FDA has issued a finalized guidance outlining the agency’s approach to classifying and regulating medical device accessories. While remaining consistent with the 2015 draft guidance in many respects, the finalized guidance clarifies the scope of the policy following the passage of the 21st Century Cures Act and describes in greater detail how manufacturers may obtain classification of a new accessory type via the de novo process.
Medical device accessories are products used in tandem with other medical devices, known as “parent devices,” but are sometimes (not always) regulated as separate devices. As defined by FDA, a medical accessory is designed to “support, supplement, and/or augment the performance of one or more parent devices.”
Medical devices are classified according to the levels of risk that the device may cause during its intended function, but there has been some confusion as to whether accessories should be subject to the same classification as their parent devices. In 2015, FDA released draft guidance to clarify some of these ambiguities.
Furthermore, policy provisions in the 21st Century Cures Act passed by Congress in December have amended the Federal Food, Drug and Cosmetic Act (FDC Act) to state that the “secretary shall classify an accessory…based on the intended use of the accessory, notwithstanding the classification of any other device which such accessory is intended to be used.”
Consistent with the draft and new legislation, FDA notes in the finalized guidance that devices will no longer automatically fall into the same classifications as parent devices, and describes a shift in policy that will allow manufacturers greater flexibility when seeking reclassification for accessory types currently on the market.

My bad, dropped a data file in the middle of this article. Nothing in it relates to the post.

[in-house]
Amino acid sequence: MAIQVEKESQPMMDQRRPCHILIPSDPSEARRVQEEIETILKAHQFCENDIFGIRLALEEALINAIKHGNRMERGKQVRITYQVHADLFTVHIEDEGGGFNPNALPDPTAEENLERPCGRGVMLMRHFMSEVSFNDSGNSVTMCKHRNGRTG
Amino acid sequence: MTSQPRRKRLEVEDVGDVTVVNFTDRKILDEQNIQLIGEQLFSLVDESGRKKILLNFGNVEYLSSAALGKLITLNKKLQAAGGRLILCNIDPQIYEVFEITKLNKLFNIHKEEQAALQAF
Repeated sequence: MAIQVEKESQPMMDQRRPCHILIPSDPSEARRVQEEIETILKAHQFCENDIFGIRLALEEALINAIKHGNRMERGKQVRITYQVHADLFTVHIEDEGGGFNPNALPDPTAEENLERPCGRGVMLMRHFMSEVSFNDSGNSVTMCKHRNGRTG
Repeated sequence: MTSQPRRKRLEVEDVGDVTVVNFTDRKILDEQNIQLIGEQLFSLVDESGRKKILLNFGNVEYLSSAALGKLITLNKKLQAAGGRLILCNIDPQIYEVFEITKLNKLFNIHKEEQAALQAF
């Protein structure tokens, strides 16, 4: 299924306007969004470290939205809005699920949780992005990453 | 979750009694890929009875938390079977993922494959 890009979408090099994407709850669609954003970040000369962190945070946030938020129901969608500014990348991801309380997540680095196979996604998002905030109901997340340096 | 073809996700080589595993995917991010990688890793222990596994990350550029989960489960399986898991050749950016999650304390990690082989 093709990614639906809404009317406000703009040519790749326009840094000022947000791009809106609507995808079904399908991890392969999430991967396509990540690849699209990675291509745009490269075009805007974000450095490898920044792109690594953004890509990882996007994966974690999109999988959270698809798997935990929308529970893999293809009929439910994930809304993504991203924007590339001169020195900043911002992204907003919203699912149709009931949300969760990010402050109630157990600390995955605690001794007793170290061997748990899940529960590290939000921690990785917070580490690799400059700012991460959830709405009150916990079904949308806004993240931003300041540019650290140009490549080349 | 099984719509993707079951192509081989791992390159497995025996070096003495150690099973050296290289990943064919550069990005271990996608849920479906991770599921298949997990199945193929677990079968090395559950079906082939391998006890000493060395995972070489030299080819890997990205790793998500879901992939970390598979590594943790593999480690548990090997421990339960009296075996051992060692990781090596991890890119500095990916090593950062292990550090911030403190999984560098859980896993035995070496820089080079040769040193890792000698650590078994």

FDA further stipulated that software products meeting the definition of accessory — including software as a medical device (SaMD), as defined by the International Medical Device Regulators Forum — will now be subject to FDA’s risk-based classification paradigm, as described in the guidance.
The guidance also encourages manufacturers to seek de novo clearance for new types of accessories, a process that would allow the FDA to determine the products’ risk profile independently of the parent device(s). Products eligible for this process should not be previously classified or subject of any approved pre-market approvals (PMAs). These applications should include detailed description of the accessory and the manufacturers reasoning for recommended classification.
Previous policy slowed marketing of many accessories because products were subject to regulation according to a risk classification that was incorrect and unnecessary, stated legal consultants from Hogan Lovells in a blog post. FDA’s new approach would significantly speed up the regulatory process for some devices and reduce unnecessary financial burdens on manufacturers.
“In the face of continuing technological innovation, particularly in the digital health space, the finalized policy should facilitate the marketing of certain accessories that, while use with high-risk devices, may themselves present a lower risk profile,” wrote the consultants.